The first time I watched "The Truman Show" I had a tough time getting past the reverential critical reaction hyping the film. Nary a discouraging word was said by those honoured scribes, and until I saw the movie, I believed them. Sadly, no film could live up to such lofty praise, and "The Truman Show" was no exception. I felt disappointed by its imperfection. Until I saw the film again recently, that is, clear of the hype. My reaction to it was much different this time. It's a very good -- thought not great -- film.
The major problem I have with "The Truman Show" is that it gives up its secret too early. A much more suspenseful movie could have been made if the audience, along with the protagonist, were kept in the dark longer. The sense of discovery these two entities could have shared would be staggering, the ultimate revelation of the man behind the curtain. I understand why the movie didn't go this way. I understand why director Peter Weir, a sensible sort, didn't want his movie to be about a gimmick (oh what a gimmick it would have been!). He was aiming for a bigger metaphor, and I think he hit it just perfectly.
The town/studio that the filmmakers have created is a wonder to behold. Self-contained, it's designed to both steer Truman along his daily path, so that the camera can catch the product placements which are the sole source of the show's revenue, and to psychologically torment him, so that he'll never ever think of leaving. It's a town filled with little flourishes that only the discerning viewer will catch. Did you notice that the garbage can his neighbour is always carrying has an eyehole? It's just one touch, unexplained throughout that film's first half that contributed to the flawless tapestry of the town.
The film is structured wonderfully. Except for an expository prologue (which cheekily replaces the film's credits with what appears to be the TV-show-within-the-film's credits), the audience is allowed to slowly follow Truman's discovery that the world he thought was real is not all it appears to be. A studio light falls from the sky; confusing, until a radio report later that day reveals that an airplane inexplicably dropped some equipment. Truman's long lost father, dressed in ratty clothing, attempts to make contact with him; later, a newspaper headline bemoans town's homeless problem. Most effectively, Truman longs to be reunited with the true love of his life in a way that's at first hinted at, then, in a stunning revelatory moment, becomes bold and emotional.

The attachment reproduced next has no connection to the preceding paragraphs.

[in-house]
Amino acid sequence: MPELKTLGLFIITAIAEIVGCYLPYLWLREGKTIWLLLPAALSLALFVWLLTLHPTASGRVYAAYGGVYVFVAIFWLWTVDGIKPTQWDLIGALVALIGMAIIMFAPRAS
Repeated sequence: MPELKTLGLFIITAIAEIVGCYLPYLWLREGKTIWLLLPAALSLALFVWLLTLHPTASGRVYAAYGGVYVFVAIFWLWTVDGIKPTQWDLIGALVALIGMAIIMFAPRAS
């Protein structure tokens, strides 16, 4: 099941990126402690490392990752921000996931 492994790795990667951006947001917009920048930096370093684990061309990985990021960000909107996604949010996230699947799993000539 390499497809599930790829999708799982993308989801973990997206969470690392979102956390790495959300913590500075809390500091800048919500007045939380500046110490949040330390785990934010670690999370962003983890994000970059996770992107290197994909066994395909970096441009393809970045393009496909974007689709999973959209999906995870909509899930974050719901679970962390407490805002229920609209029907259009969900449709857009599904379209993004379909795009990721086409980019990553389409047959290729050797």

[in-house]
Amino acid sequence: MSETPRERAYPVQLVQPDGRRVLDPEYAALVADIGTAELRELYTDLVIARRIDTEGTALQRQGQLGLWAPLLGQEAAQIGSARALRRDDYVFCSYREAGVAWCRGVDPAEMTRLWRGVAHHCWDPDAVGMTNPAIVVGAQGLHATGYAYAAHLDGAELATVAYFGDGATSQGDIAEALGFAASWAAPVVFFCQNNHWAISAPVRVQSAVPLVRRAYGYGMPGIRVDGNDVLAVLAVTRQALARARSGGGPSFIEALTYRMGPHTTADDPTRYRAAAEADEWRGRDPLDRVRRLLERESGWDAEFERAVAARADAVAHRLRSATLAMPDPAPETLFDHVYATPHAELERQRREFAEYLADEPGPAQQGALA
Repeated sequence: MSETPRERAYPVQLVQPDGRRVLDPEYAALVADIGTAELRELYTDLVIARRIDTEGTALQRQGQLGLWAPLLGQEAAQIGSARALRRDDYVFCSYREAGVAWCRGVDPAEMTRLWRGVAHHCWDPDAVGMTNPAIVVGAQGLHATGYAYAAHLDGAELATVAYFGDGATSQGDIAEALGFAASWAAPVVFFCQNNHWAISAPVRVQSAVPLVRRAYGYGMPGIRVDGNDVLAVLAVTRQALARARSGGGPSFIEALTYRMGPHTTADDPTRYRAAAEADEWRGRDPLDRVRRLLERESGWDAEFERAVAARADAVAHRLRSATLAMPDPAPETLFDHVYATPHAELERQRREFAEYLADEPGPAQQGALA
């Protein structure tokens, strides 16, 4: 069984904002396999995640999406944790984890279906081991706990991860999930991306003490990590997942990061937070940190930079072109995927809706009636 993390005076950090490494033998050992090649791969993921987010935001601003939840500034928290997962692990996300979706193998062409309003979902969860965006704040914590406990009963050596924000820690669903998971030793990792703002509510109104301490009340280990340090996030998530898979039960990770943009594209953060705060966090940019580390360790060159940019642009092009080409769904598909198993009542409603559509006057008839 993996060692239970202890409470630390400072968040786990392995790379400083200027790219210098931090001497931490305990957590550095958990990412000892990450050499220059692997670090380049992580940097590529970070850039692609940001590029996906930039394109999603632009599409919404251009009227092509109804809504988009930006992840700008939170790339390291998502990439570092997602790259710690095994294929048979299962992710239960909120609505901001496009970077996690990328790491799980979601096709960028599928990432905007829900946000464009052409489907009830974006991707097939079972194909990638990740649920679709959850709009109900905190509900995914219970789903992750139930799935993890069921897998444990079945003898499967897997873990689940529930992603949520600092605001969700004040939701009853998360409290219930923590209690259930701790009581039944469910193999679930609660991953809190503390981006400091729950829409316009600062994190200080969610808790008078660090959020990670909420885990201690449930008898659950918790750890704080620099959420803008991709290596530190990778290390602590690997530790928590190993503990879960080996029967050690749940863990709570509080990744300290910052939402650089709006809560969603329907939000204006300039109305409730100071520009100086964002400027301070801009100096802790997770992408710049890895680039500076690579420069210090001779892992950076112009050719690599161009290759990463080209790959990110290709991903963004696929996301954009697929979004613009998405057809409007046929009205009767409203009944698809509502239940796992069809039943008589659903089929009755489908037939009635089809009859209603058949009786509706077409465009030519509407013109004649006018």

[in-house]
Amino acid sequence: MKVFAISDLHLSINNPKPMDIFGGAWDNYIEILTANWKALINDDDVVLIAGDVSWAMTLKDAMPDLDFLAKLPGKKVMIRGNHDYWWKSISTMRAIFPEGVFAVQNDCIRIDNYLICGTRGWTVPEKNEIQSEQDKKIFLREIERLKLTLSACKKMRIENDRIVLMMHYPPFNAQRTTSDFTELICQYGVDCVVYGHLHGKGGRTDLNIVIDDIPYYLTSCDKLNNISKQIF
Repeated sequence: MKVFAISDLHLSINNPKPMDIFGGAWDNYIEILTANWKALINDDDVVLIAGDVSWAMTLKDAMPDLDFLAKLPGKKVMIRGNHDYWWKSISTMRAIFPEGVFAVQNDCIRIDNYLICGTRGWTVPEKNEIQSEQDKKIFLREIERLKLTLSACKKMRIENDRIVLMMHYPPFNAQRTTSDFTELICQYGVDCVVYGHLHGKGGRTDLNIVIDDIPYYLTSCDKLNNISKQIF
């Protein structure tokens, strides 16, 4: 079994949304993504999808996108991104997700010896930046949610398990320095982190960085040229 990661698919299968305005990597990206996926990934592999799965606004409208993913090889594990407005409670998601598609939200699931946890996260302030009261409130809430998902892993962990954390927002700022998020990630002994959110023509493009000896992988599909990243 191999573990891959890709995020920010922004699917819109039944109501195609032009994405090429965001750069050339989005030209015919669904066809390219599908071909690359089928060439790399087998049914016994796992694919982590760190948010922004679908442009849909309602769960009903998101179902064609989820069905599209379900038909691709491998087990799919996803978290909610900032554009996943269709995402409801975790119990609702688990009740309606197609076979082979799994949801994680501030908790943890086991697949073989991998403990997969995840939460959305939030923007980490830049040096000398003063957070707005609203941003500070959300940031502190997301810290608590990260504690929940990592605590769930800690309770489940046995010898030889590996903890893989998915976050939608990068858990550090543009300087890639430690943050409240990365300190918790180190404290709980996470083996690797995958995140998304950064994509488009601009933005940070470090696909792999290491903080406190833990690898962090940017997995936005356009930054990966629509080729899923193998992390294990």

With all this good stuff to behold, this is one of the few times when a film's running time feels too short. "The Truman Show", possibly because it is ostensibly a movie about a popular TV show, sells itself short. It needn't have wrapped itself up too quickly. I could have stood another thirty or forty minutes tacked on to its already hundred minute running time, the better to enjoy the richness of the world that has been created, to more effectively delve into the past that has come to inform the present story, and to allow the fine cast to further explore and flesh-out the characters they've been given.
Jim Carrey got a lot of credit for taking a role that would seem to be miles away from manic buffoon he usually plays. Well, that assessment is only half right. For most of the film's first half, Truman is a boisterous fellow, amiable and friendly to all. He isn't yet suspicious that something is amiss, and thus he gives as much joy as he gets. The joy he gets doesn't come from real people, though. It comes from actors. Truman, a grotesque anthropological experiment, has never encountered sincerity. The insipid greeting he repeats every morning ("Good morning... and if I don't see you later, good afternoon, good evening, and good night") is little more than a catchphrase, delivered with a full fake smile and a mock-warm head tilt. These scenes have Carrey smack dab in his element, playing over the top and phony. But there's a purpose to his phoniness; it contrasts with the realization that Truman has to make in the film's second half, and the change that Carrey has to enact to go along with it. He becomes a quieter man, in moments. And when his mania bursts out, it comes in the form of a cunning schemer, intent on breaking down the walls that he just discovered are fencing him in. Carrey pulls off both of these sides of Truman very well, and although you can sometimes see though the seams and tell he's Oscar-fishing, it never detracts from the performance.
As for the grand metaphor that Weir, in conjunction with screenwriter Andrew Niccol, is looking for, well, it's certainly not an attack on the reality TV craze. That's a not-so-sacred cow that gets tagged in the crossfire, but certainly not the target the film is aiming at. It's really trying to make a point about loneliness. More specifically, the loneliness of the authentic man. In a world ravaged by greed and self-preservation, Truman is the only sincere person, and it's slowly eating him up inside. He thinks he lives in a town that's friendly and caring. He doesn't know that they're all paid to be there, and that he has no real friends or real family to call his own. His final choice, whether to stay in his comfortable yet hollow existence or forage forth into the great unknown, is a moment played with suspense and, ultimately, grace. Should he stay or should he go? That's the moral issue the film lays at the audience's feet. And as it keeps reminding us, the most important question, the one that none of us ever find the answer to in our real lives, is this: How is it all going to end?